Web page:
Eying to sustain the strength of its remaining heavy force, the Army is embarking on upgrading programs to regain the performance levels these combat vehicles were originally designed for. Such Engineering Change Proposals (ECP) currently underway for the M-1 SEP-2, Bradley and M-109 are addressing those Space, Weight and Power-Cooling (SWaP-C) gaps.
An ECP that has already matured into production is the product improvement of the M-109A6Paladin self-propelled artillery system. Under the PALADIN Integrated Management (PIM) program, this self propelled howitzer and its ammunition carrier will receive new chassis standardizing many M-109A6 parts with the Armored Brigade Combat Teams’ Bradley vehicles. Unlike past upgrades, ECP modifications would not result in capability enhancements beyond the level originally planned for each vehicle. The ECP is expected to ‘buy back SWaP’, by redesigning and modernizing certain elements of the vehicles.
PIM mates the main armament and cab structure of the M-109A6 PALADIN with a new chassis comprising newer components, common with the Bradley family of vehicles. The chassis introduces a more powerful powertrain, including a stronger engine (V903 675 horsepower), transmission and steering system, and wider tracks, improving ground pressure for better mobility. The hydraulic turret drive will be replaced with a new electrical drive. Utilizing a 70 kW, 600 Volt converter this system is derivative from the beyond line of sight cannon, one of the few remnant of the Future Combat Systems program. This new drive system will improve reliability, sustainability and survivability. An improved electric ramming system will also be added.
The improved chassis structure provides greater survivability and commonality with existing systems in the Armored Brigade Combat Team, reducing operational sustainment costs by replacing obsolete components. The upgrade also includes integration of a ‘digital backbone’ databus and increased power generation, supporting more advanced computers, communications and C-IED jammers.
The Army currently have 950 M-109A6 sets and, according to plans, 580 will be improved through the PIM program. Currently five modified PIMs and two upgraded Forward Artillery Fire Support Vehicles (FAFSV) are undergoing testing; PIM is slated to begin fielding in late FY17 as part of the Army’s modernization to its self-propelled howitzer fleet.
BAE Systems is supporting the program under a public/private partnership between the Army’s Project Manager-HBCT, Anniston Army Depot and BAE Systems. The PIM production would be performed at Anniston Army Depot, Alabama and BAE Systems facilities in York, Penn.; Minneapolis, Minn.; Sterling Heights, Mich.; Endicott, N.Y.; and Elgin, Okla. In December 2012 the company plans to complete low-rate initial production (LRIP). “BAE Systems’ plan to expand the Elgin facility will mean more jobs for the area as the PIM program provides improved technology for our Army artillery personnel.” said U.S. Sen. Jim Inhofe (R-Okla.) “This announcement means that jobs will be moved to Elgin two to three years sooner than they otherwise would have under the old plan.” Infofe said.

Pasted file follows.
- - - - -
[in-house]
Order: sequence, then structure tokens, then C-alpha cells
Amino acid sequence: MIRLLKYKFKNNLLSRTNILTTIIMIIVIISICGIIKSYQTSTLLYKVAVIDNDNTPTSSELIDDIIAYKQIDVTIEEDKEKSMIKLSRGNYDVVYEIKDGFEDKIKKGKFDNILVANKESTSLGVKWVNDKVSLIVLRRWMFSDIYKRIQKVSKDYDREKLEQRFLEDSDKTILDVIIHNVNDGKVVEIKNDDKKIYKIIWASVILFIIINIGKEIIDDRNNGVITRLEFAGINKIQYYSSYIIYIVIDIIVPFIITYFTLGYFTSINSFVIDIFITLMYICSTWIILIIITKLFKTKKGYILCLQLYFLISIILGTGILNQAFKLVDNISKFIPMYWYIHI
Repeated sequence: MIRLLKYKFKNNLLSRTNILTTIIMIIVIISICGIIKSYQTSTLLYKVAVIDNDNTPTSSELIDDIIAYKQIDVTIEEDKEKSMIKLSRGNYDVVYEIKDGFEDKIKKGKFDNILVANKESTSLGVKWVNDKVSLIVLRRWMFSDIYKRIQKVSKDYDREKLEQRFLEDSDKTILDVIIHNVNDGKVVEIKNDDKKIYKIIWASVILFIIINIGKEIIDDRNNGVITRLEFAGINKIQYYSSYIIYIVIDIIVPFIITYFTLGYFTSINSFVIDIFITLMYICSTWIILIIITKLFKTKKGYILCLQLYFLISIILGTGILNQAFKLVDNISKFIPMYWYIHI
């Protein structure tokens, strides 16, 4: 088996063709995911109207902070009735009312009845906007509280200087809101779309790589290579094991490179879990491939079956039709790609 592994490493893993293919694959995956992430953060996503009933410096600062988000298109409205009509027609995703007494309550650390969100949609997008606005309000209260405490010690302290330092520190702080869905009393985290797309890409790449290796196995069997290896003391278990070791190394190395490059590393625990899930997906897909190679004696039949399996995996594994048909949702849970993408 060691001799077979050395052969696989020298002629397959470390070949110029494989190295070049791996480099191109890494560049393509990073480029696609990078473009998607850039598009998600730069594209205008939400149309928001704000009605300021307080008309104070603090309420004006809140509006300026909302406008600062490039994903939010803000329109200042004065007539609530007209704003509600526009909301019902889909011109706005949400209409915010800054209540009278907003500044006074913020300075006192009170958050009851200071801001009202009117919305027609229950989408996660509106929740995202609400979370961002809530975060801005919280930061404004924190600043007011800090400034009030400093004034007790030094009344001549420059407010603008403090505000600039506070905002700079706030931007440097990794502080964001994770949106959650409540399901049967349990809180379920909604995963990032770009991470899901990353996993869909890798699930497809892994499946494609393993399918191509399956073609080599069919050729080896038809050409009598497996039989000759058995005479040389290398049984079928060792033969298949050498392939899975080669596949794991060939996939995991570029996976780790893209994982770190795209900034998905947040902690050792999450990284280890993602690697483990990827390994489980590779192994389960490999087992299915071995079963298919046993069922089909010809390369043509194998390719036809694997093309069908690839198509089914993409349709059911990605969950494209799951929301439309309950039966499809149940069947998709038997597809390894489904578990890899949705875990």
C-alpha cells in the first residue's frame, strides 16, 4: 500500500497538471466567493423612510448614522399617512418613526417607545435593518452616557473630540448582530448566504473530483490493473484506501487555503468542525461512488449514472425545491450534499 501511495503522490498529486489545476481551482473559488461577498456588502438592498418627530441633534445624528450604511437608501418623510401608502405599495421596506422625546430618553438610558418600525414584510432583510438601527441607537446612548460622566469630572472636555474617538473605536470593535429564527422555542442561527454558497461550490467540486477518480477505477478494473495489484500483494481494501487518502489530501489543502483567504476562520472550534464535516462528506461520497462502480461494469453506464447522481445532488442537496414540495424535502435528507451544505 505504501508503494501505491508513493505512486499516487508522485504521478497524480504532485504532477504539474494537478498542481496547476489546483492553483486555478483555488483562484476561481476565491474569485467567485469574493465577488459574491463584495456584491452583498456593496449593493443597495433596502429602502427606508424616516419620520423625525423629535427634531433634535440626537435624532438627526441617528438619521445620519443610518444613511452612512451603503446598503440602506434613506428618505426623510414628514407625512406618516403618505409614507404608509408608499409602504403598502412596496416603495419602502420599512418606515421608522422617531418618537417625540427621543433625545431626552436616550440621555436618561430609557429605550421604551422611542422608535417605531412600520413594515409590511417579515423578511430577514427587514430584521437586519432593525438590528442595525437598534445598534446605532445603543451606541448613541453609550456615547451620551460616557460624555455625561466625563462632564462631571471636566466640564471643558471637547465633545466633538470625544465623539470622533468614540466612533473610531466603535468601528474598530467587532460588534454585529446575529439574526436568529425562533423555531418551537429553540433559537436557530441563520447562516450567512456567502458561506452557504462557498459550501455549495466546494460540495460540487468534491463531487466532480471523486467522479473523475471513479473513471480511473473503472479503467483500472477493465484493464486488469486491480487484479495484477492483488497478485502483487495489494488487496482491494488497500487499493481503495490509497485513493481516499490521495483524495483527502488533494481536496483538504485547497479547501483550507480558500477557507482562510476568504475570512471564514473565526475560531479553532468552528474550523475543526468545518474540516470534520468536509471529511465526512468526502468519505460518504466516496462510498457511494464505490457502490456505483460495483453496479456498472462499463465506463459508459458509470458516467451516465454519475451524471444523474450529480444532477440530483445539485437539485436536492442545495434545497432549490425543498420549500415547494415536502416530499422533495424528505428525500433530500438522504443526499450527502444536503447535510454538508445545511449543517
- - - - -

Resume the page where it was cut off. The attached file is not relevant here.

PIM is the first ECP upgrade to enter production. According to BAE Systems, the PIM LRIP award is slated for the third quarter in 2013 and follows the successful design and development work at BAE Systems’ York facility and recent Limited User Tests (LUT) conducted by the company and the Army in Yuma, Ariz. As part of the PIM LRIP program, BAE Systems will focus on the final integration, assembly and test of 72 PIM systems. The LUT was conducted in October 2012 by soldiers from Alpha Battery, 4th Battalion-27th Field Artillery, 1st Armored Division, of Fort Bliss. The test provided proof of the new systems’ suitability, effectiveness and survivability of the platform. According to Lt. Col. Dan Furber, product manager for Self-Propelled Howitzer Systems, the Army will complete the Reliability, Availability, and Maintainability (RAM) growth curve as required prior to the Milestone C Low Rate Initial Production decision scheduled to occur in June 2013. “If the PIM meets expectations the Army will begin Low Rate Initial Production in 2013, with the full production to follow in early 2017,” added Furber.